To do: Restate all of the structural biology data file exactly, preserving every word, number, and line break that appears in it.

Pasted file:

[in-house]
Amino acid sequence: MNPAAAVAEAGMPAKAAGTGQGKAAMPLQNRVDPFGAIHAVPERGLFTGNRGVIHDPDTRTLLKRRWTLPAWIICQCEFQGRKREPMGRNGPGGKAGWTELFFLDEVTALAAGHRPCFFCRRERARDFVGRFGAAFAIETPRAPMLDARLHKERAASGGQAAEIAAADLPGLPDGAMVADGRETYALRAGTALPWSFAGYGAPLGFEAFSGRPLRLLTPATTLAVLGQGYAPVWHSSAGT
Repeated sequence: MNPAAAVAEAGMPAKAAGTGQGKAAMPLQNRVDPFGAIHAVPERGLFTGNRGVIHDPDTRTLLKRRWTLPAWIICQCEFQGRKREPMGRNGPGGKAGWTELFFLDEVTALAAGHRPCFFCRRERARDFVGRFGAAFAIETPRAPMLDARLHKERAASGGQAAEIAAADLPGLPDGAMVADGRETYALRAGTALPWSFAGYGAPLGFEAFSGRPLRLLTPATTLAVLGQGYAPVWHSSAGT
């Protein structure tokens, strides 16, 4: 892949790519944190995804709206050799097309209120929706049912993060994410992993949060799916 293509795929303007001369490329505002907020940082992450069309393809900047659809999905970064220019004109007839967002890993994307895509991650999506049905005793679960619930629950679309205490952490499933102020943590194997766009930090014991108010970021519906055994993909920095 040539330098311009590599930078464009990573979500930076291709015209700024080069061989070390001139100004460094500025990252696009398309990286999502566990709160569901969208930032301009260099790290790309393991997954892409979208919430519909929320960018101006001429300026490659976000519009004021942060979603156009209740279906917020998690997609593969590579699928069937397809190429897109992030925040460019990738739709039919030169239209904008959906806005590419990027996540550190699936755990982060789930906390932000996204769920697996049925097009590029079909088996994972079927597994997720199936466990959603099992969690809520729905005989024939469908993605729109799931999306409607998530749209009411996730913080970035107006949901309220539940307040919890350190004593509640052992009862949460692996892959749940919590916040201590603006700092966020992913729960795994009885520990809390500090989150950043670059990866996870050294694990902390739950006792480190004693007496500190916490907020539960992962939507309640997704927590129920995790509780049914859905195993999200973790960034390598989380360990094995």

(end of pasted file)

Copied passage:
[in-house]
Amino acid sequence: MNPAAAVAEAGMPAKAAGTGQGKAAMPLQNRVDPFGAIHAVPERGLFTGNRGVIHDPDTRTLLKRRWTLPAWIICQCEFQGRKREPMGRNGPGGKAGWTELFFLDEVTALAAGHRPCFFCRRERARDFVGRFGAAFAIETPRAPMLDARLHKERAASGGQAAEIAAADLPGLPDGAMVADGRETYALRAGTALPWSFAGYGAPLGFEAFSGRPLRLLTPATTLAVLGQGYAPVWHSSAGT
Repeated sequence: MNPAAAVAEAGMPAKAAGTGQGKAAMPLQNRVDPFGAIHAVPERGLFTGNRGVIHDPDTRTLLKRRWTLPAWIICQCEFQGRKREPMGRNGPGGKAGWTELFFLDEVTALAAGHRPCFFCRRERARDFVGRFGAAFAIETPRAPMLDARLHKERAASGGQAAEIAAADLPGLPDGAMVADGRETYALRAGTALPWSFAGYGAPLGFEAFSGRPLRLLTPATTLAVLGQGYAPVWHSSAGT
């Protein structure tokens, strides 16, 4: 892949790519944190995804709206050799097309209120929706049912993060994410992993949060799916 293509795929303007001369490329505002907020940082992450069309393809900047659809999905970064220019004109007839967002890993994307895509991650999506049905005793679960619930629950679309205490952490499933102020943590194997766009930090014991108010970021519906055994993909920095 040539330098311009590599930078464009990573979500930076291709015209700024080069061989070390001139100004460094500025990252696009398309990286999502566990709160569901969208930032301009260099790290790309393991997954892409979208919430519909929320960018101006001429300026490659976000519009004021942060979603156009209740279906917020998690997609593969590579699928069937397809190429897109992030925040460019990738739709039919030169239209904008959906806005590419990027996540550190699936755990982060789930906390932000996204769920697996049925097009590029079909088996994972079927597994997720199936466990959603099992969690809520729905005989024939469908993605729109799931999306409607998530749209009411996730913080970035107006949901309220539940307040919890350190004593509640052992009862949460692996892959749940919590916040201590603006700092966020992913729960795994009885520990809390500090989150950043670059990866996870050294694990902390739950006792480190004693007496500190916490907020539960992962939507309640997704927590129920995790509780049914859905195993999200973790960034390598989380360990094995």